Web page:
New Year’s Resolutions for Jesus?

[For the next few weeks this site will include items from my new blog, Did God Really Say THAT!? A Blog about the Bible. Here’s my latest entry.]

“For some, it may seem shocking to suggest that Jesus had room for self-improvement. But it’s hard to miss his sins if you read the New Testament gospels.” So writes blogger Jim Burklo in “The Resolutions of Jesus” (

In reading Burklo’s essay I remembered my November 17 post, The Heartblink, in which I talked about the way we momentarily block out our own ethical responses. One very effective way to ignore data that disturbs us is to close our hearts for a moment, and then move on to thinking about something else. It is so convenient, sometimes, to temporarily disable our moral instincts.

I grew up believing that Jesus was perfect, and I suspended my ethical instincts whenever I read stories that seem to show his flaws. Here’s an example from Jim’s post:

Once when Jesus was preaching, “his mother and brothers sent someone inside to ask him to come out and speak with them (Matthew 12: 47-50). He brushed them off with an insult: ‘Who is my mother, and who are my brothers?’ And stretching out his hand toward his disciples, he said, ‘Here are my mother and my brothers! For whoever does the will of my Father in heaven is my brother, and sister, and mother.’”

It’s so easy to heartblink this passage, overlooking the verbal slap in the face that Jesus gave his family. It’s more comfortable to focus on the positive part of this scripture, its encouragement to do the will of God. But Burklo faces the whole story squarely, and suggests a New Year’s resolution for Jesus: “Be much nicer to my family.”

Another example: “A Canaanite woman asked Jesus to free her daughter of possession by a demon (Matthew 15: 22-28). He ignored her because she was a foreigner, … saying ‘It is not fair to take the children’s bread and throw it to the dogs’. Groveling, she said: ‘Yes, Lord, yet even the dogs eat the crumbs that fall from their masters’ table.’ Finally he relented and healed her daughter. He did a good thing, but the way he did it was pretty disgusting.”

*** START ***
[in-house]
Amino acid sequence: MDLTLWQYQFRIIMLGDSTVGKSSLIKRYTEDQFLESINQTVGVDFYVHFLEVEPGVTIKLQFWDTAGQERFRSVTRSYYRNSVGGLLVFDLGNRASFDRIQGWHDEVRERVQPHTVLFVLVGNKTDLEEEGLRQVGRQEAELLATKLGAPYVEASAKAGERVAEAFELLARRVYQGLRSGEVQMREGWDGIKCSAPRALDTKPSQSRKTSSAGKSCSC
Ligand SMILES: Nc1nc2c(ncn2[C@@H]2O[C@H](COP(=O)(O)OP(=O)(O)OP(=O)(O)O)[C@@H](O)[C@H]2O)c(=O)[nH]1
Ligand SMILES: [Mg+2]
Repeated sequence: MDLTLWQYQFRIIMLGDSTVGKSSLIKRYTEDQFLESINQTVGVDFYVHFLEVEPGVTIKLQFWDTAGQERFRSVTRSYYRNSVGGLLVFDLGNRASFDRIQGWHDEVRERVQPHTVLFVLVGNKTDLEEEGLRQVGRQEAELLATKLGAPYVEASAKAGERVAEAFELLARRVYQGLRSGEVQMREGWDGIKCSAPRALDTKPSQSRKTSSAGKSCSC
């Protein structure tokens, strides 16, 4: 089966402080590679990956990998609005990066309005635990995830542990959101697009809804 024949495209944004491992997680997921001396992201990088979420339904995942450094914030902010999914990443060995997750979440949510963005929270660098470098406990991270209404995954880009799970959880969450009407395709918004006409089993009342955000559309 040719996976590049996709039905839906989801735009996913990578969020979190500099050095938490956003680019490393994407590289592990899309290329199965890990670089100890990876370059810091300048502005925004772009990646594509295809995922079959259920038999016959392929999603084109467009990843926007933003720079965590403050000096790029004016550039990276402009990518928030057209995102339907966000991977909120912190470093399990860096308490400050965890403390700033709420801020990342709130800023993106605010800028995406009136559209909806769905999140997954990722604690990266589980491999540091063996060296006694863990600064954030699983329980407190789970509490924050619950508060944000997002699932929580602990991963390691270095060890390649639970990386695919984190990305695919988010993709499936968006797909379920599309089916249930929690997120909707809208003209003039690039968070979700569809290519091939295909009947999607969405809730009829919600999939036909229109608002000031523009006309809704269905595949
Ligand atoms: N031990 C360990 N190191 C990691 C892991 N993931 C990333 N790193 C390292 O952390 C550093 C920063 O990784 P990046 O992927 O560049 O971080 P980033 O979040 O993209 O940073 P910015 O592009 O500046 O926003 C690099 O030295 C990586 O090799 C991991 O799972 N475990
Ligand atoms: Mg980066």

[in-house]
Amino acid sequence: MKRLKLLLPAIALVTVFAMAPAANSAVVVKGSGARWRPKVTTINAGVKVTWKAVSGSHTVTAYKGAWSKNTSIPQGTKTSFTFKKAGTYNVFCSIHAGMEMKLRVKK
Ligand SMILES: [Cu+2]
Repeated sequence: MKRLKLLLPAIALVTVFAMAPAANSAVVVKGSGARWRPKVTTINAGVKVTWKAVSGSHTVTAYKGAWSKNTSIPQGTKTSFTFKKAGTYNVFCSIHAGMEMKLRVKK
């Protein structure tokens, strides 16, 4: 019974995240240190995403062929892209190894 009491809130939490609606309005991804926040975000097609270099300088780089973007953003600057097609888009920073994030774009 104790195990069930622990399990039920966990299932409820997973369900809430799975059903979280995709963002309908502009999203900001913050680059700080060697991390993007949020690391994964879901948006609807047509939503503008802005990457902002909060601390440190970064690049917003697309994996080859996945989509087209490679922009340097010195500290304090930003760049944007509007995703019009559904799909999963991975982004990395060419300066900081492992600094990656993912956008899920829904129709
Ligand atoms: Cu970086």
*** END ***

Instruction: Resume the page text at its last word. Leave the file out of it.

Burklo then bluntly states the obvious but unsettling implication of this passage: “Jesus started out believing that anybody who was not a Jew was a dog.” But encountering “faithful gentile people like the Canaanite woman cured him of the antipathy toward foreigners that he had inherited from the culture surrounding him. He didn’t want to serve gentiles. But grudgingly he acquiesced, and was humbled. The Bible reveals that Jesus was a racist in recovery.”

Some of the most uplifting stories of the Bible show Jesus affirming the worth of all people, regardless of ethnicity. Think of the parable of the Good Samaritan. But evidently Jesus did not begin his ministry with such a broad-minded view.

Even if it’s disturbing to think Jesus had faults, it’s inspiring to see him as a flawed human being who learned from experience and honestly tried to be better. As Burklo puts it, “We can resolve to follow Jesus’ journey of self-improvement, working ever-greater miracles of kindness while deepening in humility. What makes us most Godlike is to recognize how far from God we are and always will be.”

I suspect Jesus himself would have agreed with that statement. The Gospels of Mark and Luke both quote him as saying: “Why do you call me good? No one is good but God alone.”

Roger Christan Schriner

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